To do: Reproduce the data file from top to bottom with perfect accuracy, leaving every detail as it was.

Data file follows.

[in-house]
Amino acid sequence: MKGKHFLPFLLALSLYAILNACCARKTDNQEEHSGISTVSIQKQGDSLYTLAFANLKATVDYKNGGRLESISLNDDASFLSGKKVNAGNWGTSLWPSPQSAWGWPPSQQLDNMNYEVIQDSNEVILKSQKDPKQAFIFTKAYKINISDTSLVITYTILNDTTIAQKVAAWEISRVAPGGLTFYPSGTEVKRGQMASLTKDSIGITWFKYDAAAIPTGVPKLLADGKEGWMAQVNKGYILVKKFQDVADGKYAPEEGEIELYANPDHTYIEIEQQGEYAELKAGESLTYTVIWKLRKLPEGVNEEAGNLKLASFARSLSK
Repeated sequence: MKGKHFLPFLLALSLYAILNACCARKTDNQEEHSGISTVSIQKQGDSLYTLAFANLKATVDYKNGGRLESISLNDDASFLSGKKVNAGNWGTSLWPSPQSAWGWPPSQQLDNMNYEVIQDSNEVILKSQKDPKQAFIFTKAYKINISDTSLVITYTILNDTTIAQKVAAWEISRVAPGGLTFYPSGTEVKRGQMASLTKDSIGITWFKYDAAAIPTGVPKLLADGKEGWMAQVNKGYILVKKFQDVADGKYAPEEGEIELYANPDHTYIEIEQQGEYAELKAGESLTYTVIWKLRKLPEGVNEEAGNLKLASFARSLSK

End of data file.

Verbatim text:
[in-house]
Amino acid sequence: MKGKHFLPFLLALSLYAILNACCARKTDNQEEHSGISTVSIQKQGDSLYTLAFANLKATVDYKNGGRLESISLNDDASFLSGKKVNAGNWGTSLWPSPQSAWGWPPSQQLDNMNYEVIQDSNEVILKSQKDPKQAFIFTKAYKINISDTSLVITYTILNDTTIAQKVAAWEISRVAPGGLTFYPSGTEVKRGQMASLTKDSIGITWFKYDAAAIPTGVPKLLADGKEGWMAQVNKGYILVKKFQDVADGKYAPEEGEIELYANPDHTYIEIEQQGEYAELKAGESLTYTVIWKLRKLPEGVNEEAGNLKLASFARSLSK
Repeated sequence: MKGKHFLPFLLALSLYAILNACCARKTDNQEEHSGISTVSIQKQGDSLYTLAFANLKATVDYKNGGRLESISLNDDASFLSGKKVNAGNWGTSLWPSPQSAWGWPPSQQLDNMNYEVIQDSNEVILKSQKDPKQAFIFTKAYKINISDTSLVITYTILNDTTIAQKVAAWEISRVAPGGLTFYPSGTEVKRGQMASLTKDSIGITWFKYDAAAIPTGVPKLLADGKEGWMAQVNKGYILVKKFQDVADGKYAPEEGEIELYANPDHTYIEIEQQGEYAELKAGESLTYTVIWKLRKLPEGVNEEAGNLKLASFARSLSK